A Visit to Danville, VA

A Visit to Danville, VA

In the age of startups, business incubators, and Silicon Valley, entrepreneurship conjures images of computer scientists, high-tech companies, and sleek offices in big cities. But in Danville, Va., entrepreneurship is being promoted as a strategy for building a vital, diversified economy—and attracting young people to the rural region on the border of North Carolina and Virginia.

Like many other cities across the Sunbelt, Danville flourished as a milltown for much of the twentieth century, producing the famous brightleaf tobacco and textiles. Though employment in the manufacturing sector was at its peak in the early 1970s, it wasn’t until the late 1990s that Danville was hit with rapid job loss and factory closures. By 2004, the crisis was full-blown. Dan River Mills, the largest employer in Danville and once the largest textile firm in the world, filed for bankruptcy and in 2006, shut its doors completely.

Today, if you ask Laurie Moran, the president of the Danville-Pittsylvania County Chamber of Commerce, what kind of economy she and other leaders in the area are trying to build in the wake of such loss, she quickly replies with a few descriptive words: diverse, with living-wage work, and with enough opportunities to keep her children in the area.

Small start-up businesses have opened on the historic Main Street in Danville’s downtown district.

While part of the city’s economic development strategy relies on attracting large companies to the area, Danville and the surrounding counties have taken an innovative approach to rebuilding their economy. To ensure that they no longer rely on just one or two primary industries, the region is developing intentional strategies to promote entrepreneurship among its youth and to attract entrepreneurs to establish their businesses in their region. “Right now, we are trying to create a new economy and a new culture for an old milltown at the same time,” says Karl Stauber, president of the Danville Regional Foundation (DRF). “Developing an entrepreneurship ecosystem is essential to that. This has the potential not only to attract and generate businesses but also to change the conversation here. One of the issues we have in Danville is an attitude that we don’t deserve excellence. Mediocre is okay in education and economic development. We’re spending a lot of time helping people see what is excellent in our work to promote entrepreneurship.”

The Foundation has been at the center of this effort. Nearly a decade ago, it made a $10 million investment in The Launch Place, which offers business consulting, seed funding, office space, residential subsidies, and other services to entrepreneurs interested in locating in the Southern Virginia region. Last winter, the Launch Place partnered with several members of the Middle Border Forward initiative (a DRF project managed by MDC) to develop Danville’s next generation of leaders, to host a business pitch competition. IdeaFest attracted over 60 participants, including individuals from other entrepreneurship hubs like the Research Triangle Park in North Carolina as well as residents of Danville.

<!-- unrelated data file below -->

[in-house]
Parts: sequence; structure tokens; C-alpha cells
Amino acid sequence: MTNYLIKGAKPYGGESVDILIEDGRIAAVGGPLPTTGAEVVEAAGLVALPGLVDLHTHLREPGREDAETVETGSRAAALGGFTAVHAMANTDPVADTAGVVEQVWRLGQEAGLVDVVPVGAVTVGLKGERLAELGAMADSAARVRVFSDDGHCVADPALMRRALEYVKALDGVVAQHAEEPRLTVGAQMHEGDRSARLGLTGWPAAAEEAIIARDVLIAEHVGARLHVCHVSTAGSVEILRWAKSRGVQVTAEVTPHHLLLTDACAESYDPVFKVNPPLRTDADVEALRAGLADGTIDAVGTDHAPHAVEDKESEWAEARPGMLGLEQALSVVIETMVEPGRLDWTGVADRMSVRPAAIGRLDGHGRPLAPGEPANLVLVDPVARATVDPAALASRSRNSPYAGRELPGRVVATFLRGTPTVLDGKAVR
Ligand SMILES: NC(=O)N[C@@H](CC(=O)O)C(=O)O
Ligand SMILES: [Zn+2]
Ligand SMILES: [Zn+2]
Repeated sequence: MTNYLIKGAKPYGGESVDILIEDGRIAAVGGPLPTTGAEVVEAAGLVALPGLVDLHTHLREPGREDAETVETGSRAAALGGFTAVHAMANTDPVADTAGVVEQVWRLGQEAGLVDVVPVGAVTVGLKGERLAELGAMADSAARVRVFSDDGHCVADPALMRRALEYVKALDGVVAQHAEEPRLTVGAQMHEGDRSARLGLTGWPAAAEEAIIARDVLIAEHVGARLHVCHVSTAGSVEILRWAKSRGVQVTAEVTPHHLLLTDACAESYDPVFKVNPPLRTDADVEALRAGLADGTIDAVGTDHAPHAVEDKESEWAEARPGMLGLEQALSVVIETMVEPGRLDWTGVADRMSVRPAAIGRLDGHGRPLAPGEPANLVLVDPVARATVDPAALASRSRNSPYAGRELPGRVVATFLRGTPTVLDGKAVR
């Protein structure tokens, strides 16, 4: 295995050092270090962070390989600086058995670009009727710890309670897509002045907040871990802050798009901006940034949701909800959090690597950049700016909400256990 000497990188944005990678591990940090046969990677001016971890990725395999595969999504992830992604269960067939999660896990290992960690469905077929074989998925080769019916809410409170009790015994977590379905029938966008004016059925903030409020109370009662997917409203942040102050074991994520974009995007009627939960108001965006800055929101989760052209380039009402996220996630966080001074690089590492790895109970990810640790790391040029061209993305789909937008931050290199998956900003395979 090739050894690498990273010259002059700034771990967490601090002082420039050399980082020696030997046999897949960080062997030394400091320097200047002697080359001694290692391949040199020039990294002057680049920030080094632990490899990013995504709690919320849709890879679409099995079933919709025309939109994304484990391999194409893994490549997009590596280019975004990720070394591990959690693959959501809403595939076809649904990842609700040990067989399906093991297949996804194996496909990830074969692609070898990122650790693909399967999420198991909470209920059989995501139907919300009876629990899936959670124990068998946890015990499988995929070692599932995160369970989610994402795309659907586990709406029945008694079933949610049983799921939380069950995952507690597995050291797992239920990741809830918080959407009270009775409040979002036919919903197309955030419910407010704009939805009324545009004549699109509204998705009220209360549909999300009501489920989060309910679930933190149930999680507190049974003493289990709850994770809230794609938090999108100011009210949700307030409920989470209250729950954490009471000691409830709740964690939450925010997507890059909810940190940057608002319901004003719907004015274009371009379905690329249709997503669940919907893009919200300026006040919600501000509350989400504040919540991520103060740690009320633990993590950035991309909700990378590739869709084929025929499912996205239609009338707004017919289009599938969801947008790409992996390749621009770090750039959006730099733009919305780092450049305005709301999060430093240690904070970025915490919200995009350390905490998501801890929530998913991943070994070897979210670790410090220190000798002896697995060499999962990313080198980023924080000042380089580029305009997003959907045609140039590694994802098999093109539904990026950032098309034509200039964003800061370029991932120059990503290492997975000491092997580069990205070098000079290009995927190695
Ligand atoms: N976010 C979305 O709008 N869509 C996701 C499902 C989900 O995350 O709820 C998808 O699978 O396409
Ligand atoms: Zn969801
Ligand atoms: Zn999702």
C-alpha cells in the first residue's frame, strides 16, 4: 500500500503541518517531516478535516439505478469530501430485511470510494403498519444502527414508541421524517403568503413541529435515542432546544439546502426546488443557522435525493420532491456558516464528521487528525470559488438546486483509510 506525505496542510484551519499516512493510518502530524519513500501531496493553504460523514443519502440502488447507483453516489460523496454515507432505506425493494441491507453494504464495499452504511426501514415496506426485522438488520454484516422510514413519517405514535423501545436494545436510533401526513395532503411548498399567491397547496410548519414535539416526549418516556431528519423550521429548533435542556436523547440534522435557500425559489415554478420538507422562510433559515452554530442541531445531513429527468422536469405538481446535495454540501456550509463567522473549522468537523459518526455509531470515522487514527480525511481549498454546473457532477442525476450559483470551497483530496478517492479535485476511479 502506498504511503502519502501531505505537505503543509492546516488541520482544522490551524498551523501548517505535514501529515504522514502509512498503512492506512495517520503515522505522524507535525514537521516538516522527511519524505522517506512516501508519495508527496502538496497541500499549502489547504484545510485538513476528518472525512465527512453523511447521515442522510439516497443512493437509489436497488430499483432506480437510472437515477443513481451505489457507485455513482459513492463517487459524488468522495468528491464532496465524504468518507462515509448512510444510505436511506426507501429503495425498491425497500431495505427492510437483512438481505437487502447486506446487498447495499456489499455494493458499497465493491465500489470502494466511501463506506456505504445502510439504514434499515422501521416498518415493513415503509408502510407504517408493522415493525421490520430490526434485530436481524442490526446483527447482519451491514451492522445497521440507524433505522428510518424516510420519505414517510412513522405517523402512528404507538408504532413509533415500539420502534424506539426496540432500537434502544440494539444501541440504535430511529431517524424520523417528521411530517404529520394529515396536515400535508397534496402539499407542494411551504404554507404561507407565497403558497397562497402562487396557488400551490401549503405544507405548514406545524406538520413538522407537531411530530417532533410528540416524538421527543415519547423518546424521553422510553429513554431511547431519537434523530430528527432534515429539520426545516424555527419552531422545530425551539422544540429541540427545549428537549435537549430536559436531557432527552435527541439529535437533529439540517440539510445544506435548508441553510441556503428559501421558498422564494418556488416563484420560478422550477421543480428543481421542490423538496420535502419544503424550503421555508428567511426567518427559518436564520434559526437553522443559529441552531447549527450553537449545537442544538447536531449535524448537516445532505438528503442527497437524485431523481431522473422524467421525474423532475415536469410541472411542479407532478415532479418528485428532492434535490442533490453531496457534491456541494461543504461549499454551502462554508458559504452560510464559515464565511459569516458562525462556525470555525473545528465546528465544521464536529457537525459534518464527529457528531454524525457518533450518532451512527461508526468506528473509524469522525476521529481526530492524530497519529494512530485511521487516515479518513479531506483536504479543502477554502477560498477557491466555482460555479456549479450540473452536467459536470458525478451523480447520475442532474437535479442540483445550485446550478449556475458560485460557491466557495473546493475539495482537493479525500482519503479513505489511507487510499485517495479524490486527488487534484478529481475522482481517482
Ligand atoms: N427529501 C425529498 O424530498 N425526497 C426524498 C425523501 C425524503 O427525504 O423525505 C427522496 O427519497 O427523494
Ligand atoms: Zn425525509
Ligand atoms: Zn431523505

As part of revitalization efforts in Danville, public, private, and philanthropic leaders have put significant investment into infrastructure like this walking bridge to encourage activity in the downtown River District.

But Stauber and other leaders are not only interested in attracting newcomers. They are also investing in the kids born and raised in the region. Recently, DRF and the Chamber of Commerce have teamed up to launch a young entrepreneurs’ academy, an after-school program for middle- and high-school students. Over the course of 30 weeks, students learn what it takes to turn an idea into a business. “They develop business plans, complete market assessments, and ultimately, share their ideas in front of an investor panel,” says Moran. “This is really about helping young people see that opportunities are everywhere if you’re an entrepreneur.”

You can follow us on Instagram for dispatches from upcoming visits to other Southern destinations.

Ed. Note: This post originally appeared on MDC’s blog, The North Star.

A Visit to Northern Neck,VA

A Visit to Northern Neck,VA

There used to be so many oysters in Chesapeake Bay that ships would run aground on reefs piled high with them. By the turn of the 20th century, oystermen were harvesting 20 million bushels a year, delivered by steamship and rail to cities up and down the East Coast. But a century later, the oyster reefs have disappeared. A combination of overfishing, pollution, and disease wiped out the bay’s oyster crop. Harvests in Virginia and Maryland total in the tens of thousands of bushels, no longer the tens of millions. An entire industry was nearly destroyed.An effort is now under way to rebuild the bay’s oyster population by reducing pollution, creating oyster sanctuaries, and restoring reefs. And one company in the Northern Neck peninsula of Virginia is doing it box-by-box—cultivating native oysters in wire boxes and floating them in the bay – creating a new supply and market for varieties of the disappearing Crassostrea virginica. It is sowing the seeds (or spat, as oyster larvae are called) for what is hoped is part of an economic revival on the Northern Neck.